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Regional Economies as Knowledge Laboratories

Edited by Philip Cooke, formerly University Research Professor in Regional Development and Director, Centre for Advanced Studies, University of Wales, Cardiff, UK and Andrea Piccaluga, Associate Professor of Business Administration, University of Lecce and Research Associate, Laboratory of Economics and Management, St Anna School of Advanced Studies, Pisa, Italy
Today, the study of regions is central to academic analysis and policy deliberation on how to respond to the rise of the knowledge economy. Regional Economies as Knowledge Laboratories illustrates how newer types of regional analysis – utilising scientometrics, knowledge services measures and university networks, and concepts such as knowledge life cycles, experimental knowledge creation, and knowledge ethics – are leading to a perception that regional economies increasingly resemble knowledge laboratories.
Extent: 272 pp
Hardback Price: $146.00 Web: $131.40
Publication Date: 2005
ISBN: 978 1 84376 821 0
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  • Business and Management
  • Knowledge Management
  • Economics and Finance
  • Economics of Innovation
  • Regional Economics
  • Innovation and Technology
  • Economics of Innovation
  • Knowledge Management
  • Urban and Regional Studies
  • Regional Economics
Today, the study of regions is central to academic analysis and policy deliberation on how to respond to the rise of the knowledge economy. Regional Economies as Knowledge Laboratories illustrates how newer types of regional analysis – utilising scientometrics, knowledge services measures and university networks, and concepts such as knowledge life cycles, experimental knowledge creation, and knowledge ethics – are leading to a perception that regional economies increasingly resemble knowledge laboratories.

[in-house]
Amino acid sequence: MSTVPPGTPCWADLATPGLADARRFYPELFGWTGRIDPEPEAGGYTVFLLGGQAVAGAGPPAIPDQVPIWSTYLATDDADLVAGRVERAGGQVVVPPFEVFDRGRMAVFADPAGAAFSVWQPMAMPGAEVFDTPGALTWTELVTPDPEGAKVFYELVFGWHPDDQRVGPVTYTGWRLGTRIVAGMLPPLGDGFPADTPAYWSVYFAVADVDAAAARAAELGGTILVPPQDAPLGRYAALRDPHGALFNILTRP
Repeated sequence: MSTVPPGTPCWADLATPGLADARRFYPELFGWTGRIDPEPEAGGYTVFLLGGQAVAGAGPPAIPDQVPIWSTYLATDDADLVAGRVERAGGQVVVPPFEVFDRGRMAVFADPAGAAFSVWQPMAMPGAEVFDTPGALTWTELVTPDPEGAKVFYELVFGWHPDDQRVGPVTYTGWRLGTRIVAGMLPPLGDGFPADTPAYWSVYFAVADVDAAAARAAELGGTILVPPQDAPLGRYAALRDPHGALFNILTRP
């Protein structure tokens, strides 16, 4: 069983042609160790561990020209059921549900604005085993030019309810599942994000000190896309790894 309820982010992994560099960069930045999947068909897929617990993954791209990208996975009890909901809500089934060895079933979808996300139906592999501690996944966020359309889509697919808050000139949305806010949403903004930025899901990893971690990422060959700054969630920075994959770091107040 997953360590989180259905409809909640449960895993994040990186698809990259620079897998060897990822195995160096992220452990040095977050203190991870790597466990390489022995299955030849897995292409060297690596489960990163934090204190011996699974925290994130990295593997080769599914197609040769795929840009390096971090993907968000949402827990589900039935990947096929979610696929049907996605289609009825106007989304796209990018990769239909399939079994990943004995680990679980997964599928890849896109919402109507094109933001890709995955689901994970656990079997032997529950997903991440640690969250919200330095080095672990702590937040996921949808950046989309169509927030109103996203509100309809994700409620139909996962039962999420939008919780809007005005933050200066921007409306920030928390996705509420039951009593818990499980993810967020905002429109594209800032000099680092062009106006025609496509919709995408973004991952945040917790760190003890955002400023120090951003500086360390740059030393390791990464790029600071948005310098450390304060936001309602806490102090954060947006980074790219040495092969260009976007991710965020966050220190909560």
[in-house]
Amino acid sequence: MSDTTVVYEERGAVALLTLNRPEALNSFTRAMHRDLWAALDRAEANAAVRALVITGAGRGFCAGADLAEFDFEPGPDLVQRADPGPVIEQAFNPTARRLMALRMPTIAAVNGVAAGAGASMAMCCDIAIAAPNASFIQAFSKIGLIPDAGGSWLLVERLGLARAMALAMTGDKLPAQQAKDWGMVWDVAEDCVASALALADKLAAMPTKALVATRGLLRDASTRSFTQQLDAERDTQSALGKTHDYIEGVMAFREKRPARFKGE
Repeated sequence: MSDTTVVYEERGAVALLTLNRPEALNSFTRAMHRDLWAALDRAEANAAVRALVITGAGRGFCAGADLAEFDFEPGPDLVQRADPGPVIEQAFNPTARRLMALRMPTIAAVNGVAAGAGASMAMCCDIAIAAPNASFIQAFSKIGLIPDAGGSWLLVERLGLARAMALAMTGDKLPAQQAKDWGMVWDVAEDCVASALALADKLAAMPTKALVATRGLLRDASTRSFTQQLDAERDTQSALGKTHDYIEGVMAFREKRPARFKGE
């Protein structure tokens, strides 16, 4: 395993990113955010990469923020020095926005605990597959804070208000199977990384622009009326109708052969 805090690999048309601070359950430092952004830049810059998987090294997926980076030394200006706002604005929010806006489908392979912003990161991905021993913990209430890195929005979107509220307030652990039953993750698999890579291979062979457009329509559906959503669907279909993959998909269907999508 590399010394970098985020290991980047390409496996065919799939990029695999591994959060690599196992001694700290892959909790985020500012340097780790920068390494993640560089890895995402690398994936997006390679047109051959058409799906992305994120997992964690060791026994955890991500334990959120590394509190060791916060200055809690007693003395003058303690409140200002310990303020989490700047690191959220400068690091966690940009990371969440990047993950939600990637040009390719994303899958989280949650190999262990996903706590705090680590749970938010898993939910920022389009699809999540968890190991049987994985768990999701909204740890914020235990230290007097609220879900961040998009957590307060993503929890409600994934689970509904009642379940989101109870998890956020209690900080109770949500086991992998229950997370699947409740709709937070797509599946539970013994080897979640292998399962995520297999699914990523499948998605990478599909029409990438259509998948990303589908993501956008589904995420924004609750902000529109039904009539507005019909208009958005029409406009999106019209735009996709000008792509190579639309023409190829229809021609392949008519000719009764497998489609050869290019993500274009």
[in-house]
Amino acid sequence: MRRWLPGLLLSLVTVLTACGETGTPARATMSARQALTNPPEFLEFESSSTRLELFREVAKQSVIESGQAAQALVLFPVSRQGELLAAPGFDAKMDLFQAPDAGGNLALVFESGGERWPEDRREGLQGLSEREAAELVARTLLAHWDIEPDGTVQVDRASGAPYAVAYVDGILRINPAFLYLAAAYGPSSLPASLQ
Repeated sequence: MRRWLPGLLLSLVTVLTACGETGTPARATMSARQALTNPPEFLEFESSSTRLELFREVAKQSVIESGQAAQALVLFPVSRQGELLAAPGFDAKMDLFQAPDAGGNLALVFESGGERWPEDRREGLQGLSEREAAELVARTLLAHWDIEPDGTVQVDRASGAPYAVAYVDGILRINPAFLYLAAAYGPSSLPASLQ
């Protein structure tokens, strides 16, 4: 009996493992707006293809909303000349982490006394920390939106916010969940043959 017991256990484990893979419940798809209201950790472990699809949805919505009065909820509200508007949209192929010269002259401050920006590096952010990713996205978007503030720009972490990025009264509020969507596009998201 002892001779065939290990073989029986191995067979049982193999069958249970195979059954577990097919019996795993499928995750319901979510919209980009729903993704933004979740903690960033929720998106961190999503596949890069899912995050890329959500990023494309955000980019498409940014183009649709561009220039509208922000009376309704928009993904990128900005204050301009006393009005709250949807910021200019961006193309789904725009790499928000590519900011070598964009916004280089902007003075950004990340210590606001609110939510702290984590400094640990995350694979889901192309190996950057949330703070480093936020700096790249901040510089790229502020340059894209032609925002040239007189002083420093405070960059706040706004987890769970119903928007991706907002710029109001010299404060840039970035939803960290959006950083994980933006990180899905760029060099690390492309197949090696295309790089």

In addition to these measures and concepts, the book features case studies and assessments of policies implemented to facilitate regional engagement with the knowledge economy, and a critique of ‘knowledge economy’ as ideology. The importance of maintaining a balanced perspective in assessing the depth and reach of the role of knowledge in the market economy is also examined.

Aiming to contribute to the better understanding of theories and practices associated with knowledge regions, this book will appeal to a wide ranging audience, including regional and industrial economists, innovation scientists, academics and practitioners with an interest in knowledge and management organisation, regional scientists, economic geographers, and economic sociologists.
‘The book covers a large variety of topics related to regional economies and knowledge economies. An important merit of this book is the use of case studies of regions and firms to illustrate arguments. . . The book will be very instructive for students as well as researchers interested in regional economics, policy makers and regional planners.’